So when a surgery goes south, "it happens" is never a viable excuse.
Not everything that goes wrong while in the OR, however, is not always the operator's fault.
But patients and family members would be unlikely to blame unexpected failure solely on fate.
Wanting to know about the perspective of surgeons, Redditor Neotoric asked:
"The Reality Of Being A Surgeon"
"Actual surgeon's take: Got into the wrong intermuscular plane during the initial approach to an anterior based hip replacement and damaged the patient's femoral nerve. They have permanent paralysis of their quad as a result."
"The reason this thread is mostly full of joke answers and third-party retellings is that mistakes like this can be hard to talk about, even behind an anonymous throwaway account.
Every time you put on the gown and gloves, there is a small, needling part of the back of your mind reminding you that there's a real chance you may be about to ruin someone's life. It may not be this time, it may not happen in any of the 12 other surgeries you have scheduled this week, or the 50 this month, or the 50 next month, or the 50 the following month... Major, life-altering mistakes are extremely rare, but with enough time and a big enough sample size, rare things happen all the time."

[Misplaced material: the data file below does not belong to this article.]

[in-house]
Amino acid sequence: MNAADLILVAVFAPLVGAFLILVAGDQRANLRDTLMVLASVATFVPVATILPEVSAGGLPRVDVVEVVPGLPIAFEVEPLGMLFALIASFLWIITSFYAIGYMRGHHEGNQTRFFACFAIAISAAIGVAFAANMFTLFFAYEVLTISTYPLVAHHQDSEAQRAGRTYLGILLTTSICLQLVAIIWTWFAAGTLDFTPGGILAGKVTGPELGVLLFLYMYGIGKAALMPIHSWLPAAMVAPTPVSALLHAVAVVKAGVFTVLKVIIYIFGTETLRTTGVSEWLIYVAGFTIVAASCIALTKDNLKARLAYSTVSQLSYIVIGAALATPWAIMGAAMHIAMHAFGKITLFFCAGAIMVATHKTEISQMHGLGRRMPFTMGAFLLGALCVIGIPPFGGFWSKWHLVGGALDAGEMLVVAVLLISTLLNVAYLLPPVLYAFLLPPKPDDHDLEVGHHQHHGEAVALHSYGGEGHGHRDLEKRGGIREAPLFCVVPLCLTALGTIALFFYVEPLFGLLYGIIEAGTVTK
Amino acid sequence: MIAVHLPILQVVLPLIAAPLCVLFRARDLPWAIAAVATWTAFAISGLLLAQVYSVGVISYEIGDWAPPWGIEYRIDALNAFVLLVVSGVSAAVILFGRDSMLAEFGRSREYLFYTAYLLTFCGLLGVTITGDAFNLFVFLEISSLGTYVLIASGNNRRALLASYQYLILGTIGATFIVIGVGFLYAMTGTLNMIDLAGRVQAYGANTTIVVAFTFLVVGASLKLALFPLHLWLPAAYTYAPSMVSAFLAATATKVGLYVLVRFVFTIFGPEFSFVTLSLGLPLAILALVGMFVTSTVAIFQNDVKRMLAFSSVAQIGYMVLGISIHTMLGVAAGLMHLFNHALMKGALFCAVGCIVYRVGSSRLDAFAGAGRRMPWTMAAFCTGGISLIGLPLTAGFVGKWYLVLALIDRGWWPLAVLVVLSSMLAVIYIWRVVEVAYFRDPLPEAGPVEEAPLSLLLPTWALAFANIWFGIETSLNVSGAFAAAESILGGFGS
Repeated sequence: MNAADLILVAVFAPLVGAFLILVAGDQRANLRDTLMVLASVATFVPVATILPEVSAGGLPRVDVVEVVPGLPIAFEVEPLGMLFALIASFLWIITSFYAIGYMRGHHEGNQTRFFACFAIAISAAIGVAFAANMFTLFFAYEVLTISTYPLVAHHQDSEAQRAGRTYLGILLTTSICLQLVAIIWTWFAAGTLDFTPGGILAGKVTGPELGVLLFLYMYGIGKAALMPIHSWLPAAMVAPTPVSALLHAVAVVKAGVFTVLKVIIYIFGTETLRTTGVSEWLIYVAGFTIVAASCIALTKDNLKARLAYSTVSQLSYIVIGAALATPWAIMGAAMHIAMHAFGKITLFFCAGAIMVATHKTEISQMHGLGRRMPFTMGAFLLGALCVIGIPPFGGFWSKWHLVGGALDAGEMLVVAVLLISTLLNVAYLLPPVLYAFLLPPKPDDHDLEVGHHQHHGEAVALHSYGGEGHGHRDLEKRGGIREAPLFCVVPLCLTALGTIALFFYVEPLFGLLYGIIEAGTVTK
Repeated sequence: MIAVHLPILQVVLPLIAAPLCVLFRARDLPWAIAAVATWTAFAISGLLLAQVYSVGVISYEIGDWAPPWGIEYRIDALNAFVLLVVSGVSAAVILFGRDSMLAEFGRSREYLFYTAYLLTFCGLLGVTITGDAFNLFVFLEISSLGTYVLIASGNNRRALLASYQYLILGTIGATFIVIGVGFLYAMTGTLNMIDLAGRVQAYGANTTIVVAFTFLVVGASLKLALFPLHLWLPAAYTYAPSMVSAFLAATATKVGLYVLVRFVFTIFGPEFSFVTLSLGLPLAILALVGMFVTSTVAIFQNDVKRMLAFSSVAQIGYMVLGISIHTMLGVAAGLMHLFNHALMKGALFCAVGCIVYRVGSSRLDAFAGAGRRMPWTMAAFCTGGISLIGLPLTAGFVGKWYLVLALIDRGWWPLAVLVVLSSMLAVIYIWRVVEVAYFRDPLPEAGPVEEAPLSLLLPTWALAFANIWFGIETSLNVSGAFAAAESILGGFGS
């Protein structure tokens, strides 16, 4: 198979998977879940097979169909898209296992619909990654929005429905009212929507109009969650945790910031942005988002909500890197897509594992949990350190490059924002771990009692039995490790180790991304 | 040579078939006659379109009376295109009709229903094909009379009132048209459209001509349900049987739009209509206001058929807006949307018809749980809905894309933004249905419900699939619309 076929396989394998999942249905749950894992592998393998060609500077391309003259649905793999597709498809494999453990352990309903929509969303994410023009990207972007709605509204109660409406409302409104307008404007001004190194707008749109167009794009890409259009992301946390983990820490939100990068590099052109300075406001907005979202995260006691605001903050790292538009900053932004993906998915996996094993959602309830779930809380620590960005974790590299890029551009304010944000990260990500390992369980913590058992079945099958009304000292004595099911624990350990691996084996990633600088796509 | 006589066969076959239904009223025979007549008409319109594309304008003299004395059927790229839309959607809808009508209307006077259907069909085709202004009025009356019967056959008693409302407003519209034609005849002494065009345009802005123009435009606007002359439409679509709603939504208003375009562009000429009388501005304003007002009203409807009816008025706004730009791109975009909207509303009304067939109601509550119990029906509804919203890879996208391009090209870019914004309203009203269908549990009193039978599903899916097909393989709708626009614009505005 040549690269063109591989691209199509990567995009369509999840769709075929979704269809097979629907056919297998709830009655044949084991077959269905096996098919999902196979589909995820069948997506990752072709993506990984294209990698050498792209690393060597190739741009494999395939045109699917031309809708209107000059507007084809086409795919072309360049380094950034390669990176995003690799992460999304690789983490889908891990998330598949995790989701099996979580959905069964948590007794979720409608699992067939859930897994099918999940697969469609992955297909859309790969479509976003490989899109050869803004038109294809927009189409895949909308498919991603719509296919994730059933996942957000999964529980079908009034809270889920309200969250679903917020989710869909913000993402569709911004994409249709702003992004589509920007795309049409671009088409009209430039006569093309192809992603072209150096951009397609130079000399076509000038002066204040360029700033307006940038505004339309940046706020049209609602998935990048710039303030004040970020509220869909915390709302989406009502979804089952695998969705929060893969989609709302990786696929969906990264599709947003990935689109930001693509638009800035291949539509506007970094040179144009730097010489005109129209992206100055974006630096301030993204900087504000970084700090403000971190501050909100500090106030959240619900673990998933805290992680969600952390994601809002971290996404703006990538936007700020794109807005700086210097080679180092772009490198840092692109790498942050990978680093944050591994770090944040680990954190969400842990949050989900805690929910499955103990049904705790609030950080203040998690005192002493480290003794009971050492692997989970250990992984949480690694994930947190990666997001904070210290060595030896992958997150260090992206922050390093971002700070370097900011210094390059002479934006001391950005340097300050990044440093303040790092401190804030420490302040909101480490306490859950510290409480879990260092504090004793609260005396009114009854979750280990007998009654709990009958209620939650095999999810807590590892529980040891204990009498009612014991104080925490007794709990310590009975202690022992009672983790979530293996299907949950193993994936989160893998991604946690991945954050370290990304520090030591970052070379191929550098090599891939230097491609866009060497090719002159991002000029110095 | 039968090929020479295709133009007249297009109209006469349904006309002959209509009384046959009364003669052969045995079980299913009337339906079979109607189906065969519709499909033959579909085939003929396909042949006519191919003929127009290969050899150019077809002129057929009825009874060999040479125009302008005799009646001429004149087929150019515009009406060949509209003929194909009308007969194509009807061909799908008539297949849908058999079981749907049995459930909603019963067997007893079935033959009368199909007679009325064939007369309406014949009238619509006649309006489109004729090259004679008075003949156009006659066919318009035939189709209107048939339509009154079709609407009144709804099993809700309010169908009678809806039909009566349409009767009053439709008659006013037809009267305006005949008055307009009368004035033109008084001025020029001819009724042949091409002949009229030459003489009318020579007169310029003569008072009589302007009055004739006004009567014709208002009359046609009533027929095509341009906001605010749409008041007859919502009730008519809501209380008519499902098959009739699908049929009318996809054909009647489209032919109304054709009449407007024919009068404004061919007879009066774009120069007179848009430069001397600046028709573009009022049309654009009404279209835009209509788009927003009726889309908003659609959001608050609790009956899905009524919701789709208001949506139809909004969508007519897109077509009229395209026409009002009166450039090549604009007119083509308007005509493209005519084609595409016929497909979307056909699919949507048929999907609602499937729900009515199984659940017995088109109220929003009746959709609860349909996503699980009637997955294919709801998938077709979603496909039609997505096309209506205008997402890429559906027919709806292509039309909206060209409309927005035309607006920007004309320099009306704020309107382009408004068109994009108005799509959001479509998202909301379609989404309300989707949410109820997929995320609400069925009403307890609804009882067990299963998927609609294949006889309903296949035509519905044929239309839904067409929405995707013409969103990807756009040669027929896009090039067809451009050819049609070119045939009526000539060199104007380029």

"That's the reality of being a surgeon. People put their life and well-being in your hands and at some point you are going to betray that trust and hurt someone. It is going to happen. There is no amount of preparation or care that can prevent it - if you chose this life, you have chosen a life where at some point you are going to lie sleepless in bed at night wondering, 'I wonder how Mr./Mrs. X would be doing now if they'd never had the misfortune of meeting me?'"
A Patient's Perspective